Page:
Zhang is dedicated to exploring the possibilities of fashion by pushing the boundaries of clothing functionality and unleashing his creative designs. For the Fall-Winter 24/25 season, Zhang picked the Circolo Filologico Milanese as the backdrop for his latest collection, seamlessly blending the worlds of fashion and dance on the runway. Drawing inspiration from the universe and the TC3 asteroid impact on Earth in 2008, the collection embodies timelessness. Zhang skillfully combines textures, shapes, and colors, introducing new silhouettes while repurposing elements from the Fall-Winter 23 collection.

    For Zhang, showcasing his designs in various cities is paramount, reflecting his belief that fashion transcends borders. He remains committed to his mission of merging Chinese and Western aesthetics.


    Annakiki's Fall Winter 24/25 Milan Fashion Week digital show. Image: Annakiki
    Annakiki's Fall Winter 24/25 Milan Fashion Week digital show. Image: Annakiki

    Heralded as the “Chinese label of the moment” by Italy’s fashion institution Camera della Moda, Annakiki has been a prominent fixture on the fashion scene since its debut in 2017. Renowned for her quirky and futuristic designs, founder Anna Yang has consistently captivated audiences. In 2022, Bosideng invited Annakiki to design two of its capsule collections — City Camping and Surrealism Fantasy.

    In a conversation with Jing Daily during the Spring/Summer 23 season, Yang shared insights into her brand's growth, its venture into the realm of NFTs. She is building on that engagement with tech this season.

    For the Fall/Winter 24/25 digital showcase, Annakiki unveiled a series of show photos generated by artificial intelligence, juxtaposed with tangible fashion pieces. The AI-generated elements, including models and shows, were created in one minute based on keywords input by Yang.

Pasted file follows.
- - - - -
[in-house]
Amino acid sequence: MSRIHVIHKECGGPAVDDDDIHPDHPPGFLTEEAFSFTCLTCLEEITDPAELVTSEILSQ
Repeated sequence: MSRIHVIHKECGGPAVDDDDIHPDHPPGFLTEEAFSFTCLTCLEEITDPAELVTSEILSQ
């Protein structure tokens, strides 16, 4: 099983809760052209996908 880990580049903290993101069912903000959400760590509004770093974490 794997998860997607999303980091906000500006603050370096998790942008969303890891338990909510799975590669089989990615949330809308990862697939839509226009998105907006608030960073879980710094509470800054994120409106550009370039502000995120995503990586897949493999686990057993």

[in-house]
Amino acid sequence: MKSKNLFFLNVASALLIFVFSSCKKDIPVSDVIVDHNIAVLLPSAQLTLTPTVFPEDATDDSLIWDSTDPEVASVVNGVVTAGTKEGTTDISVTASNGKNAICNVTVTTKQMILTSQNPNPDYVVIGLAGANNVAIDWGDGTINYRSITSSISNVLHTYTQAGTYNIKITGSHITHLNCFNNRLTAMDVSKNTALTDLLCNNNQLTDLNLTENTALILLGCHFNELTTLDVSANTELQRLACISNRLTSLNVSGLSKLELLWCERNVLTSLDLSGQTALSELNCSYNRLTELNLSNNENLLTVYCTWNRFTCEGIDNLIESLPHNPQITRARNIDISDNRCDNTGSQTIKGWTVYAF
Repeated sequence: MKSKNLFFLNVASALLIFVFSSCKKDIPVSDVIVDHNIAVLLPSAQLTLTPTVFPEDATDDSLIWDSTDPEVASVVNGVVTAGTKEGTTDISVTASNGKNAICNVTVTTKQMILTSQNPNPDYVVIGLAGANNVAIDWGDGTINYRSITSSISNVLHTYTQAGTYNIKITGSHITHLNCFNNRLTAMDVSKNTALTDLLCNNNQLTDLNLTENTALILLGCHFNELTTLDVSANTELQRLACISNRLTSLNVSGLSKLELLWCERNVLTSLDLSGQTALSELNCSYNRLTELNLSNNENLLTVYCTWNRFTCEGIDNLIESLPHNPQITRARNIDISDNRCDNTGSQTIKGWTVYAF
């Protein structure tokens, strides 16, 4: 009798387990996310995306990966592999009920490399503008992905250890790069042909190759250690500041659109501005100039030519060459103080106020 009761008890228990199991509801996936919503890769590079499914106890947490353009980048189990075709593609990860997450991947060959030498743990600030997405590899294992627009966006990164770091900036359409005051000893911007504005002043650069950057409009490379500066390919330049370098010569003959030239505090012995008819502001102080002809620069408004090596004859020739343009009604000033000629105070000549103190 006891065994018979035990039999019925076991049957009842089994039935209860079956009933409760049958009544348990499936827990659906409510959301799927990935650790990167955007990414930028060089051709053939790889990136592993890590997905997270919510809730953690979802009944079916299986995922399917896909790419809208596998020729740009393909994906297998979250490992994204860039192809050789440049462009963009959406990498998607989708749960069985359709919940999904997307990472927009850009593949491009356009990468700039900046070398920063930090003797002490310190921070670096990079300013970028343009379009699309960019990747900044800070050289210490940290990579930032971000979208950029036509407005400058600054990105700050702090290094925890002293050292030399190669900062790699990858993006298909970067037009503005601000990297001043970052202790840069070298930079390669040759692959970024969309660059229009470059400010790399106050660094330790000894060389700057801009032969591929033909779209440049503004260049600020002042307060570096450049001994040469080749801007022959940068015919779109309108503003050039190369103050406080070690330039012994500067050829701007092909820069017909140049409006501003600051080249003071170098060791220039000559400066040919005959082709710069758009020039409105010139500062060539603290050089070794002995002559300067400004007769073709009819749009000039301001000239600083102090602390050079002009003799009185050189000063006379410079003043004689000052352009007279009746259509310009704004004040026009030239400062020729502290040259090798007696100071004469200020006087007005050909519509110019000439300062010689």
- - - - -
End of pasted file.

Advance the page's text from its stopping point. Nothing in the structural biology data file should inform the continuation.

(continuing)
In a remarkable feat, the entire fashion collection took AI only one week to complete, a task that typically takes six months for humans. Despite the novelty of AI-generated fashion, it often lacks the emotional connections that resonate with people and doesn't seamlessly translate into physical objects. Yang emphasizes that, at this stage, AI is not capable of fully substituting human creativity and aesthetic abilities.


    Sara Wong's Fall Winter 24/25 Presentation at Milan Fashion Week. Image: Sara Wong
    Sara Wong's Fall Winter 24/25 Presentation at Milan Fashion Week. Image: Sara Wong

    After years working in accounting, and with a master’s degree in finance under her belt, Wang Siyuan (or Sara Wong) realized she wanted to pursue something else, a career as a fashion designer.

    In 2010, she joined Chinese label Maxrieny as creative director, developing the brand’s collection and reinventing its retail stores. She went on to start her own namesake label Sara Wong, in 2019, focusing on the combination of the retro and romantic, and featuring traditional feminine forms with a contemporary twist.

    This season, the designer was inspired by William Blake’s poem Auguries of Innocence and the cultural richness of the Silk Road. The designer immersed the fabrics, details, and prints of the collection in the microcosmos of nature, while the textures and patterns evoked a profound connection with the earth and the sky, translating Blake’s poem into vibrant garments.

    Notably, the floral prints were inspired by the four flowers found on the Dunhuang cave murals, a site of 500 rock-cut temples in Gansu province, situated along the Silk Road.